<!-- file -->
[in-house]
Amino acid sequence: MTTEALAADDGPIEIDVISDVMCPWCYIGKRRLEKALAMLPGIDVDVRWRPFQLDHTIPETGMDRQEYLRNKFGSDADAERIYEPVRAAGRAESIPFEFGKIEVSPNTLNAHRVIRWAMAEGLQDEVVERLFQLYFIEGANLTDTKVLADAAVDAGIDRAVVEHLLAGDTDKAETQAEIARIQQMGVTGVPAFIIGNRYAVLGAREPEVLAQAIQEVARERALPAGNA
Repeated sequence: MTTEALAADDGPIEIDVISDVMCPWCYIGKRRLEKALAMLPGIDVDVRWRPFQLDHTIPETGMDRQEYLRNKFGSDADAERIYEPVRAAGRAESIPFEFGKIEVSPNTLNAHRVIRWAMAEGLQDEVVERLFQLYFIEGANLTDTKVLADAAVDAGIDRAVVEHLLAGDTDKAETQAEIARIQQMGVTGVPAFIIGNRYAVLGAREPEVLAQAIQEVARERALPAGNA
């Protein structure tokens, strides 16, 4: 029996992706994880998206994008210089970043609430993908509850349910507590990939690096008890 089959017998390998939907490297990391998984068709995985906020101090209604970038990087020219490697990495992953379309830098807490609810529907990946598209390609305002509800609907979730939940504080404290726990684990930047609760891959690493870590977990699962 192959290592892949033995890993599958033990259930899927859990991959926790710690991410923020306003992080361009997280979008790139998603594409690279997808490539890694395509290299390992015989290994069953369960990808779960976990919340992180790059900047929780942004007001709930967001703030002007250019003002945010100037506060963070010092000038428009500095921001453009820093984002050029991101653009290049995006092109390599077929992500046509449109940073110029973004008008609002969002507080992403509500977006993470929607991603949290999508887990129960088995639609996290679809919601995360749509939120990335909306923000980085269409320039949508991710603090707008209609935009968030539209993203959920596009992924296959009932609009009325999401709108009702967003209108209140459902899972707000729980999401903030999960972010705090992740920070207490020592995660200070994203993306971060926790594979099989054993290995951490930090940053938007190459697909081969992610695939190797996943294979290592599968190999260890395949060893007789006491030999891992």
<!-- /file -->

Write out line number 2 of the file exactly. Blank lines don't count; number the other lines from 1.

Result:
Amino acid sequence: MTTEALAADDGPIEIDVISDVMCPWCYIGKRRLEKALAMLPGIDVDVRWRPFQLDHTIPETGMDRQEYLRNKFGSDADAERIYEPVRAAGRAESIPFEFGKIEVSPNTLNAHRVIRWAMAEGLQDEVVERLFQLYFIEGANLTDTKVLADAAVDAGIDRAVVEHLLAGDTDKAETQAEIARIQQMGVTGVPAFIIGNRYAVLGAREPEVLAQAIQEVARERALPAGNA